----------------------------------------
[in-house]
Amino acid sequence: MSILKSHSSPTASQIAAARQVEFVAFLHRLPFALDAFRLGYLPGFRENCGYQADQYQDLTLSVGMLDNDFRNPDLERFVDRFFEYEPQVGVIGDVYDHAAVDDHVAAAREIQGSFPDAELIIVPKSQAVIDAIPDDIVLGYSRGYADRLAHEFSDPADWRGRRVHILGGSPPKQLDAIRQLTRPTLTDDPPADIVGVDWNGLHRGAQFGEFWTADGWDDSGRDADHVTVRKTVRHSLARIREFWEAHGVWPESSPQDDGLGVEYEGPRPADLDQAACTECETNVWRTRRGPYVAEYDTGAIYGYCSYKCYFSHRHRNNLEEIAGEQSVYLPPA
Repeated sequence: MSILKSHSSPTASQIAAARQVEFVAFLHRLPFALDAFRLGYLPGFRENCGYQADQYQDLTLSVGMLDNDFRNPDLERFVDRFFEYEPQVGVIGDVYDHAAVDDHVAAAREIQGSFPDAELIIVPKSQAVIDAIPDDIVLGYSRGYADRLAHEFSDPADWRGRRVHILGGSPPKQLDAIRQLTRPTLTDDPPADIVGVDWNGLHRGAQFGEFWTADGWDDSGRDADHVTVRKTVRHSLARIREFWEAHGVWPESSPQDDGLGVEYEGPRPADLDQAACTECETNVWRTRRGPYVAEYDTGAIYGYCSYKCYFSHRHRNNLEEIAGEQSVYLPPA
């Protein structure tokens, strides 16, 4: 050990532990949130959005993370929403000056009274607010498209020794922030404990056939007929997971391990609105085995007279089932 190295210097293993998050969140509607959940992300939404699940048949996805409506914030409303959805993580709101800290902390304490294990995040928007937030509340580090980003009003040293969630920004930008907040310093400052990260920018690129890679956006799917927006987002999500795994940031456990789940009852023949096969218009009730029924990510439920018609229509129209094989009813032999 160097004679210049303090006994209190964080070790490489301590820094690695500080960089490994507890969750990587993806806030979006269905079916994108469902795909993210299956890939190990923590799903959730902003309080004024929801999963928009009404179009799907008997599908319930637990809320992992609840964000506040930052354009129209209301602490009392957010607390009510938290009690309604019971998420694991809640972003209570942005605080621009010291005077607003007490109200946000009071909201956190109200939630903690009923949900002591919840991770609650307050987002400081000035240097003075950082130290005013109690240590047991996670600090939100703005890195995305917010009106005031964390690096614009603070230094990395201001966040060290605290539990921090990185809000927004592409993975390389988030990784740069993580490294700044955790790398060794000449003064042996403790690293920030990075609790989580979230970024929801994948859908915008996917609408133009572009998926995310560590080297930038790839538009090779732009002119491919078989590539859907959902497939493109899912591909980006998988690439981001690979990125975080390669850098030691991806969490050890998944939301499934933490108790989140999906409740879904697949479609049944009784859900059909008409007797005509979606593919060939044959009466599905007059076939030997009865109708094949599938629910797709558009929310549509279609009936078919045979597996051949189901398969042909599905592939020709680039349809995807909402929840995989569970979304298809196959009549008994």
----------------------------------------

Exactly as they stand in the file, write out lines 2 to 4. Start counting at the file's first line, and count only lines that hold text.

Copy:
Amino acid sequence: MSILKSHSSPTASQIAAARQVEFVAFLHRLPFALDAFRLGYLPGFRENCGYQADQYQDLTLSVGMLDNDFRNPDLERFVDRFFEYEPQVGVIGDVYDHAAVDDHVAAAREIQGSFPDAELIIVPKSQAVIDAIPDDIVLGYSRGYADRLAHEFSDPADWRGRRVHILGGSPPKQLDAIRQLTRPTLTDDPPADIVGVDWNGLHRGAQFGEFWTADGWDDSGRDADHVTVRKTVRHSLARIREFWEAHGVWPESSPQDDGLGVEYEGPRPADLDQAACTECETNVWRTRRGPYVAEYDTGAIYGYCSYKCYFSHRHRNNLEEIAGEQSVYLPPA
Repeated sequence: MSILKSHSSPTASQIAAARQVEFVAFLHRLPFALDAFRLGYLPGFRENCGYQADQYQDLTLSVGMLDNDFRNPDLERFVDRFFEYEPQVGVIGDVYDHAAVDDHVAAAREIQGSFPDAELIIVPKSQAVIDAIPDDIVLGYSRGYADRLAHEFSDPADWRGRRVHILGGSPPKQLDAIRQLTRPTLTDDPPADIVGVDWNGLHRGAQFGEFWTADGWDDSGRDADHVTVRKTVRHSLARIREFWEAHGVWPESSPQDDGLGVEYEGPRPADLDQAACTECETNVWRTRRGPYVAEYDTGAIYGYCSYKCYFSHRHRNNLEEIAGEQSVYLPPA
């Protein structure tokens, strides 16, 4: 050990532990949130959005993370929403000056009274607010498209020794922030404990056939007929997971391990609105085995007279089932 190295210097293993998050969140509607959940992300939404699940048949996805409506914030409303959805993580709101800290902390304490294990995040928007937030509340580090980003009003040293969630920004930008907040310093400052990260920018690129890679956006799917927006987002999500795994940031456990789940009852023949096969218009009730029924990510439920018609229509129209094989009813032999 160097004679210049303090006994209190964080070790490489301590820094690695500080960089490994507890969750990587993806806030979006269905079916994108469902795909993210299956890939190990923590799903959730902003309080004024929801999963928009009404179009799907008997599908319930637990809320992992609840964000506040930052354009129209209301602490009392957010607390009510938290009690309604019971998420694991809640972003209570942005605080621009010291005077607003007490109200946000009071909201956190109200939630903690009923949900002591919840991770609650307050987002400081000035240097003075950082130290005013109690240590047991996670600090939100703005890195995305917010009106005031964390690096614009603070230094990395201001966040060290605290539990921090990185809000927004592409993975390389988030990784740069993580490294700044955790790398060794000449003064042996403790690293920030990075609790989580979230970024929801994948859908915008996917609408133009572009998926995310560590080297930038790839538009090779732009002119491919078989590539859907959902497939493109899912591909980006998988690439981001690979990125975080390669850098030691991806969490050890998944939301499934933490108790989140999906409740879904697949479609049944009784859900059909008409007797005509979606593919060939044959009466599905007059076939030997009865109708094949599938629910797709558009929310549509279609009936078919045979597996051949189901398969042909599905592939020709680039349809995807909402929840995989569970979304298809196959009549008994």